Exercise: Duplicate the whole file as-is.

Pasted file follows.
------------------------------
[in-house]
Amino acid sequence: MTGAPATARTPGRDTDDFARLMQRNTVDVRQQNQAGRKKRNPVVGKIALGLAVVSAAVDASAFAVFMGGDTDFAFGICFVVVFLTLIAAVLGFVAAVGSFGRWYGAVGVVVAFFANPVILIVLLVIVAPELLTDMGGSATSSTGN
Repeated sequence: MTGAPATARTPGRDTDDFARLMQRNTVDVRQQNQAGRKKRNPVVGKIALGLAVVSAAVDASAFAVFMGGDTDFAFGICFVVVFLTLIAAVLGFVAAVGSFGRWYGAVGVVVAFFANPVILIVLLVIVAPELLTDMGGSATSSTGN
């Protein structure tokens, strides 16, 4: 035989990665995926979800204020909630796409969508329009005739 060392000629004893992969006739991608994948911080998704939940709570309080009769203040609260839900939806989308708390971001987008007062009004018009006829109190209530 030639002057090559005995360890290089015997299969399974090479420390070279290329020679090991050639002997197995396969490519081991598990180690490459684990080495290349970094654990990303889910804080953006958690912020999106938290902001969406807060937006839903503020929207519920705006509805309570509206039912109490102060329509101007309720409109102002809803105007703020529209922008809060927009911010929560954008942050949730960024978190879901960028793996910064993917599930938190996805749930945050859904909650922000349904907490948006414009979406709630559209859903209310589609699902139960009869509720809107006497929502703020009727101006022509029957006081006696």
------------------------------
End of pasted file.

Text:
[in-house]
Amino acid sequence: MTGAPATARTPGRDTDDFARLMQRNTVDVRQQNQAGRKKRNPVVGKIALGLAVVSAAVDASAFAVFMGGDTDFAFGICFVVVFLTLIAAVLGFVAAVGSFGRWYGAVGVVVAFFANPVILIVLLVIVAPELLTDMGGSATSSTGN
Repeated sequence: MTGAPATARTPGRDTDDFARLMQRNTVDVRQQNQAGRKKRNPVVGKIALGLAVVSAAVDASAFAVFMGGDTDFAFGICFVVVFLTLIAAVLGFVAAVGSFGRWYGAVGVVVAFFANPVILIVLLVIVAPELLTDMGGSATSSTGN
């Protein structure tokens, strides 16, 4: 035989990665995926979800204020909630796409969508329009005739 060392000629004893992969006739991608994948911080998704939940709570309080009769203040609260839900939806989308708390971001987008007062009004018009006829109190209530 030639002057090559005995360890290089015997299969399974090479420390070279290329020679090991050639002997197995396969490519081991598990180690490459684990080495290349970094654990990303889910804080953006958690912020999106938290902001969406807060937006839903503020929207519920705006509805309570509206039912109490102060329509101007309720409109102002809803105007703020529209922008809060927009911010929560954008942050949730960024978190879901960028793996910064993917599930938190996805749930945050859904909650922000349904907490948006414009979406709630559209859903209310589609699902139960009869509720809107006497929502703020009727101006022509029957006081006696």